Like many who grew up in the area, Michaela Lowe wants to see Canton hold onto its small-town feeling. At the same time, she’s also excited to be part of its growth and evolution. So far, she says, the town has managed to balance both.
“We’re starting to see a lot of people moving here from Asheville,” she explains. “But I think the newer arrivals are open to ideas. They see that Canton has a bit of that Asheville flair, but it still has that hometown feel. And I think there are a lot of people coming here that crave the latter.”
Canton’s charm certainly made an impression on Lisa Conard. An Asheville native with family roots in the Canton community, she opened Pigeon River Mercantile on Main Street in September. Founding a retail business wasn’t originally part of her plans, she admits. “My husband and I were going to invest in the building as a rental property or flip it,” she says.
But as they continued work on renovations, members of the community kept checking in on them. Between “the heart of the people and the building itself,” Conard says, she and her family discovered “a great opportunity to have a little store here.”
Conard manages Pigeon River Mercantile’s daily operations with help from her daughter, Haleigh Thompson. With the store’s one-year anniversary approaching, the two hope they’ll soon be able to identify patterns in the local market. To date, they note, it has been difficult to nail down hours of operation.
“Canton isn’t necessarily a destination yet,” says Thompson. “It’s a lot of word-of-mouth.” But it is growing, she adds. “It’s not the ghost town it once was.”
Vacant buildings, however, still line sections of Canton’s downtown. A butcher shop, a market, art studios and a bookstore are among the additions local business owners say they would like to see fill those voids. Meanwhile, Smathers is hustling to attract an outdoor store to the area as part of Canton’s broader move to capture some of the region’s outdoor recreational market.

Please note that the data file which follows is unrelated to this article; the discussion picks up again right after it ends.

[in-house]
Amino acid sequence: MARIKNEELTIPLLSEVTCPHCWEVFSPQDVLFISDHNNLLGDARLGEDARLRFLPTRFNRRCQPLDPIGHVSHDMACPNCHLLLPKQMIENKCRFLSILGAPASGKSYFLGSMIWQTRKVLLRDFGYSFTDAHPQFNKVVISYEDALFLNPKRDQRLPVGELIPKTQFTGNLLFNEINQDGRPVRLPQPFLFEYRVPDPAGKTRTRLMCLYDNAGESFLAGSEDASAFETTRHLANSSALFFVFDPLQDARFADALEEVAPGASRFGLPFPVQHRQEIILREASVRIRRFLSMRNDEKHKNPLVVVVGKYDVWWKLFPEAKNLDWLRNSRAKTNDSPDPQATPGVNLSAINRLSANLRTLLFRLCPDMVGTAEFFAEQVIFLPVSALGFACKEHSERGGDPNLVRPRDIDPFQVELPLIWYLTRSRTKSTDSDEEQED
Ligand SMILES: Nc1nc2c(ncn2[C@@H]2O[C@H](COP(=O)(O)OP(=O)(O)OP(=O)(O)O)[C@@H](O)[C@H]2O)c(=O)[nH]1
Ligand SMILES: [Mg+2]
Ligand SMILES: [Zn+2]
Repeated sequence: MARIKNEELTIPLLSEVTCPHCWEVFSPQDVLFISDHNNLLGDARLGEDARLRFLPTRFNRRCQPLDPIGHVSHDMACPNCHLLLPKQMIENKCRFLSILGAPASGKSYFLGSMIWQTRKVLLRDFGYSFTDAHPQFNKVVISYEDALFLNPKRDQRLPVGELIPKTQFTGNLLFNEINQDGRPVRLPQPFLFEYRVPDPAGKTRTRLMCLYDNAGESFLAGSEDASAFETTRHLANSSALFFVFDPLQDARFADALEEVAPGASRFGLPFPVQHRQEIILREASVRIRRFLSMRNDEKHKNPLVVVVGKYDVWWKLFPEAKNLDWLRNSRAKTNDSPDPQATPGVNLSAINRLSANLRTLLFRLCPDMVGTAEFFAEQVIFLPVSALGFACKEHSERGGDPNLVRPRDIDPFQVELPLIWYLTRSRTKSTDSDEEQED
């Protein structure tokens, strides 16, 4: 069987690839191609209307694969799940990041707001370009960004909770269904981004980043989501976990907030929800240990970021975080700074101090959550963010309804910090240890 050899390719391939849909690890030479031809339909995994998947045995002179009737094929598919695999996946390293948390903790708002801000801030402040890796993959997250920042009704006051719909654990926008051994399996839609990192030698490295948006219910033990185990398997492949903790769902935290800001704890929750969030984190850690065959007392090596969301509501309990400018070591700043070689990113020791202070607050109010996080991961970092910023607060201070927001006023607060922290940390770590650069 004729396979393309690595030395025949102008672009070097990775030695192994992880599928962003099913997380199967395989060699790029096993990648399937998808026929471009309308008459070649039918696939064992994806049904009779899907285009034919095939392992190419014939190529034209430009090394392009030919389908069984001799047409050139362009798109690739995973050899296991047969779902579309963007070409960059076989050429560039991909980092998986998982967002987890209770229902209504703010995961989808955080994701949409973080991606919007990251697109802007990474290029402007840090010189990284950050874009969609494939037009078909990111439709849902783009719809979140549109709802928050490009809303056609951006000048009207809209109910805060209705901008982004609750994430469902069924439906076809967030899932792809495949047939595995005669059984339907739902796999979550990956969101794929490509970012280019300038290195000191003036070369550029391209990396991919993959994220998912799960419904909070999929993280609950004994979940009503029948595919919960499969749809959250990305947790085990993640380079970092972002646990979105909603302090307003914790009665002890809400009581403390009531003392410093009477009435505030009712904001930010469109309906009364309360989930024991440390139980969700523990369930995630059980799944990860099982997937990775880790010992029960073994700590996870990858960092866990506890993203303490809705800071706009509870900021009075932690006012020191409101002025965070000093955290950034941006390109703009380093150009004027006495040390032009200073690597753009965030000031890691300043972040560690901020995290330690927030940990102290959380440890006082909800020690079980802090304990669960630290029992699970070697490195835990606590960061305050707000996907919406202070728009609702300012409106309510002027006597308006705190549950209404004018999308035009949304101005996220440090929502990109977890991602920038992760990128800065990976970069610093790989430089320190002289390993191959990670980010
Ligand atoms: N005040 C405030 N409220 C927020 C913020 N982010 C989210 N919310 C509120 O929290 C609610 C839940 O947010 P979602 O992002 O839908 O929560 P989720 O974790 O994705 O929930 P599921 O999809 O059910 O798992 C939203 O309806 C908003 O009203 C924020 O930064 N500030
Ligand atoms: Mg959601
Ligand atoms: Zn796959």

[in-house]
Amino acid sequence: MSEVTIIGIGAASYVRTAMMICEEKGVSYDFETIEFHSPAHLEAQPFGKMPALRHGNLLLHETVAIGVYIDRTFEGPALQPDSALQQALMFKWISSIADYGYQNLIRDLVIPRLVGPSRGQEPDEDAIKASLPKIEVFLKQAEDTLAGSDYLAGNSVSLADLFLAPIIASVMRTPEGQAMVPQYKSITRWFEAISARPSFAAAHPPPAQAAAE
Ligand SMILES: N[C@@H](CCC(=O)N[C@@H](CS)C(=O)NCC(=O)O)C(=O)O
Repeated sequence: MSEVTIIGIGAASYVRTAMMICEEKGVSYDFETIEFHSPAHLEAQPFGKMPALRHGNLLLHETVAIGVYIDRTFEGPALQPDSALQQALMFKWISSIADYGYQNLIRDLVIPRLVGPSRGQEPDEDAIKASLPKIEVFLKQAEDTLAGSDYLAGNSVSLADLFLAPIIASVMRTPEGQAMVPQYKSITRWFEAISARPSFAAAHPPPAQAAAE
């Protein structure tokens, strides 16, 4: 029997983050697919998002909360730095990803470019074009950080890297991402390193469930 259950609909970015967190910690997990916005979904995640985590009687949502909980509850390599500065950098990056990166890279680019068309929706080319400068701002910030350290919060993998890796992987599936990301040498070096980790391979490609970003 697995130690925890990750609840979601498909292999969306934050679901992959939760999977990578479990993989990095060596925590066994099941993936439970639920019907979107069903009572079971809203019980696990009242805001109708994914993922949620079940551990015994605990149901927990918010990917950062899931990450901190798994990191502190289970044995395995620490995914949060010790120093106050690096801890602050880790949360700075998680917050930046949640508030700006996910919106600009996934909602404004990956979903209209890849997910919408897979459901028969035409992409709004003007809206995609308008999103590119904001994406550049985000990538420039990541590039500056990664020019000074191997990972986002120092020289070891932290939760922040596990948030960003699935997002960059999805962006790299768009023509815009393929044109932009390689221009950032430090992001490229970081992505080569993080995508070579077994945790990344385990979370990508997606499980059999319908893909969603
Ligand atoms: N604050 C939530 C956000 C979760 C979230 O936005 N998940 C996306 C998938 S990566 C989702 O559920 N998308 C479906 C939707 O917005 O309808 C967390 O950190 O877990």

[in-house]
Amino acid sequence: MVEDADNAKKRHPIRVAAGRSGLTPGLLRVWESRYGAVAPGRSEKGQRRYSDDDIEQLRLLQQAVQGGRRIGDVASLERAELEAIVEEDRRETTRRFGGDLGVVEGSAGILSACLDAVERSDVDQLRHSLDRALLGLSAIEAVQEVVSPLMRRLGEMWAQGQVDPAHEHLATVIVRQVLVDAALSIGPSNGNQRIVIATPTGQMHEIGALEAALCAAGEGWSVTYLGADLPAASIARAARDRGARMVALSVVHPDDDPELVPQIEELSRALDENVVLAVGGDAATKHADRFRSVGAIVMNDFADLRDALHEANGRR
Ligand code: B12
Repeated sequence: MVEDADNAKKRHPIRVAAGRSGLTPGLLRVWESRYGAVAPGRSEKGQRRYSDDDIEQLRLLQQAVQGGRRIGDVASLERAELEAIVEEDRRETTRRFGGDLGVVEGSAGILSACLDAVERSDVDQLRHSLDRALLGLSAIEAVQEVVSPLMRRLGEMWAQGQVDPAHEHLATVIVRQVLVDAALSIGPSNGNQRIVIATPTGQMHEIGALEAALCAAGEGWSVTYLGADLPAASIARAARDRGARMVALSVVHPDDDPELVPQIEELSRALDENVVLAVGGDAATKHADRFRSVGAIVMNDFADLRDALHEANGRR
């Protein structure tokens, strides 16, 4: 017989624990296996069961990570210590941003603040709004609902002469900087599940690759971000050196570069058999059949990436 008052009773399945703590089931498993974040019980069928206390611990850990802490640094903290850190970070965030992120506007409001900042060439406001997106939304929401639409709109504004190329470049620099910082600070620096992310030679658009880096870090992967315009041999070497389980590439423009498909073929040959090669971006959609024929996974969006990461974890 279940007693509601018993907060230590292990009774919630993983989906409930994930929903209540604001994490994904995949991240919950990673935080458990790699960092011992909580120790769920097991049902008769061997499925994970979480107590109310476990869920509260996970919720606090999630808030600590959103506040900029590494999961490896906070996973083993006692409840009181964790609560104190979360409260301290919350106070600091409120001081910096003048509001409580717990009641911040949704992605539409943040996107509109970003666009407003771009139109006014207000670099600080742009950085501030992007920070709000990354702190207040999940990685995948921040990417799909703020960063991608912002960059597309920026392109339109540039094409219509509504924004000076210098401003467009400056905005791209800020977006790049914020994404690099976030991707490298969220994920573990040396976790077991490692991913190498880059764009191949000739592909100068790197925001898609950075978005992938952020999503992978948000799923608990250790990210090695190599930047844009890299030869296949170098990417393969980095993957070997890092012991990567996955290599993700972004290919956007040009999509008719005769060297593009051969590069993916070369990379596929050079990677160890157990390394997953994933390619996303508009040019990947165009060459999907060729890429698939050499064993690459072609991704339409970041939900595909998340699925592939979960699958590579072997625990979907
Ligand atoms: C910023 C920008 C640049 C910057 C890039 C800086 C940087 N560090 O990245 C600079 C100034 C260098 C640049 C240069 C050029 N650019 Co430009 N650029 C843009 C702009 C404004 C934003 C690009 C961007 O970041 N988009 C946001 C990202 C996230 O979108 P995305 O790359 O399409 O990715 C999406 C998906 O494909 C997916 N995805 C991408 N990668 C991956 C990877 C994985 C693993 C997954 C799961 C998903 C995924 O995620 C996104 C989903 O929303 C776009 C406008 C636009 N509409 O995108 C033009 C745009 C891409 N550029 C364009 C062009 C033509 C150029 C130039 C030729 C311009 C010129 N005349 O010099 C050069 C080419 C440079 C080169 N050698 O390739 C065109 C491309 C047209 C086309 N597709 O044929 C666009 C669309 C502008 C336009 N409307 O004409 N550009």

In addition, the mayor highlights the ongoing partnership, begun in October 2017, between the Asheville Area Chamber of Commerce and the Haywood County chamber.
“It’s already paying off,” Smathers exclaims, pointing to the June announcement that Abundant Labs will open a $12 million hemp processing facility in Canton, bringing with it 18 new jobs — a number that could grow to over 40 in coming years.
“For me, it’s still important that we make things,” Smathers continues. “Whether that be manufacturing on a large level or with craft beer. I see Canton wanting to stay that blue-collared town.”
Community involvement, Smathers points out, is also crucial to maintaining the town’s identity. “You have to wash people in the blood of what you are,” the mayor says. “We have to invite new residents to a Pisgah football game, talk to them about the town’s history, get them involved in the local churches and in the community, whether it be through the historic groups, recreation or school.”
For now, the community seems committed to rolling out the red carpet for new arrivals. Inside Papertown Coffee, Liz Rhine stands behind the cash register, as her fiancé and business partner, Russ Grimmett, steams milk. A man walks in carrying a mint green folder. He introduces himself as James Markey, minister of music at Canton First Baptist. He explains he is making rounds downtown, getting to know some of the new business owners. The three chat for a few minutes. On his way out the door, Markey hands the entrepreneurs a sheet of paper from his folder.
Before Markey can leave, a nosy Xpress reporter asks the minister for a copy of the letter, explaining that he is in town working on an article about Canton’s growth. Markey happily obliges.
The letter’s opening two paragraphs read:
“First of all, I want to sincerely thank you for all that you do to help make Canton the amazing place to live that it is. The transformative revitalization that has taken place over the past few years has been a tremendous blessing to the people of our town, and credit for the excitement and energy that exists for our strong and vibrant community moving forward is due in large part to your faith, hard work and dedication.
“In the coming weeks, teams from Canton First Baptist church will be reaching out in person to newcomers to our town to simply welcome them here. While it is our calling to always share our faith message, our primary mission with these visits is not to preach, but simply to tell people we’re glad they’ve chosen Canton to call home.”